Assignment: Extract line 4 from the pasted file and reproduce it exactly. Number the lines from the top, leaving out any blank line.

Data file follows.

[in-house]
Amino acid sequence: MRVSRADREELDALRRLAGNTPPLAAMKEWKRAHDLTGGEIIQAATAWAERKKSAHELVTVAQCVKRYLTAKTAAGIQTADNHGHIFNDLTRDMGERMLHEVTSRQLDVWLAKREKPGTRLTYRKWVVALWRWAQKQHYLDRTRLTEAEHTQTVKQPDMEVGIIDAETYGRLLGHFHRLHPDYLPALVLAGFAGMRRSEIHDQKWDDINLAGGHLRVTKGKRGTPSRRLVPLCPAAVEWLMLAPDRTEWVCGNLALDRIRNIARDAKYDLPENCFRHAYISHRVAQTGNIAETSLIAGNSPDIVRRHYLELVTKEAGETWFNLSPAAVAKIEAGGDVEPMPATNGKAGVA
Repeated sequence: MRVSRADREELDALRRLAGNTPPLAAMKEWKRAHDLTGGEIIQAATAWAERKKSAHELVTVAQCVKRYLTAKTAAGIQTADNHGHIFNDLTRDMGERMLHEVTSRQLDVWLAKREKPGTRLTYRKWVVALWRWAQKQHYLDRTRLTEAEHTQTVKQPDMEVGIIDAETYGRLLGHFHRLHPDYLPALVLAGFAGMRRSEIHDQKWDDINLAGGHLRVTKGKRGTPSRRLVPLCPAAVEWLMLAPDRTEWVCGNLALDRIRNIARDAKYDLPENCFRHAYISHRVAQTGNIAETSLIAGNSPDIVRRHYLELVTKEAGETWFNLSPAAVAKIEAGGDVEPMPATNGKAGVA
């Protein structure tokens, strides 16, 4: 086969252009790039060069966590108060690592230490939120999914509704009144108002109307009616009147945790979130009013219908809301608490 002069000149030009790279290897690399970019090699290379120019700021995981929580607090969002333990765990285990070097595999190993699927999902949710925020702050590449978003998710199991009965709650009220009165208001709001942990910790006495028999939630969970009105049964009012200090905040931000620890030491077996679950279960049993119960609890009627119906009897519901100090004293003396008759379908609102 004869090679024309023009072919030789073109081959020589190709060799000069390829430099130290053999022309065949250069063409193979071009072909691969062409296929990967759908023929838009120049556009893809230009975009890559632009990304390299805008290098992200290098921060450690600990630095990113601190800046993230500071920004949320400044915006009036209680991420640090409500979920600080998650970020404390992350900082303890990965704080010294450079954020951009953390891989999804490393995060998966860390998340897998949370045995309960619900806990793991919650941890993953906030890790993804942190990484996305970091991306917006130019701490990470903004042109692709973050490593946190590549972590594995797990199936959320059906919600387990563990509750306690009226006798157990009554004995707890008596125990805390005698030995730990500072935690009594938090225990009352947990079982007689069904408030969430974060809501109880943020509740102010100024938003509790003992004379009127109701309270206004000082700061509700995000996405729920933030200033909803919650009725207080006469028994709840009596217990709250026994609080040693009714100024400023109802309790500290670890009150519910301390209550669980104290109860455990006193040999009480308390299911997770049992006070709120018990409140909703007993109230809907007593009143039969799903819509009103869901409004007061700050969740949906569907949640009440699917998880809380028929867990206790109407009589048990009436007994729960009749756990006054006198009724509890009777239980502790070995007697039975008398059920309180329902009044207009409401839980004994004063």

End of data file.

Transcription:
């Protein structure tokens, strides 16, 4: 086969252009790039060069966590108060690592230490939120999914509704009144108002109307009616009147945790979130009013219908809301608490 002069000149030009790279290897690399970019090699290379120019700021995981929580607090969002333990765990285990070097595999190993699927999902949710925020702050590449978003998710199991009965709650009220009165208001709001942990910790006495028999939630969970009105049964009012200090905040931000620890030491077996679950279960049993119960609890009627119906009897519901100090004293003396008759379908609102 004869090679024309023009072919030789073109081959020589190709060799000069390829430099130290053999022309065949250069063409193979071009072909691969062409296929990967759908023929838009120049556009893809230009975009890559632009990304390299805008290098992200290098921060450690600990630095990113601190800046993230500071920004949320400044915006009036209680991420640090409500979920600080998650970020404390992350900082303890990965704080010294450079954020951009953390891989999804490393995060998966860390998340897998949370045995309960619900806990793991919650941890993953906030890790993804942190990484996305970091991306917006130019701490990470903004042109692709973050490593946190590549972590594995797990199936959320059906919600387990563990509750306690009226006798157990009554004995707890008596125990805390005698030995730990500072935690009594938090225990009352947990079982007689069904408030969430974060809501109880943020509740102010100024938003509790003992004379009127109701309270206004000082700061509700995000996405729920933030200033909803919650009725207080006469028994709840009596217990709250026994609080040693009714100024400023109802309790500290670890009150519910301390209550669980104290109860455990006193040999009480308390299911997770049992006070709120018990409140909703007993109230809907007593009143039969799903819509009103869901409004007061700050969740949906569907949640009440699917998880809380028929867990206790109407009589048990009436007994729960009749756990006054006198009724509890009777239980502790070995007697039975008398059920309180329902009044207009409401839980004994004063």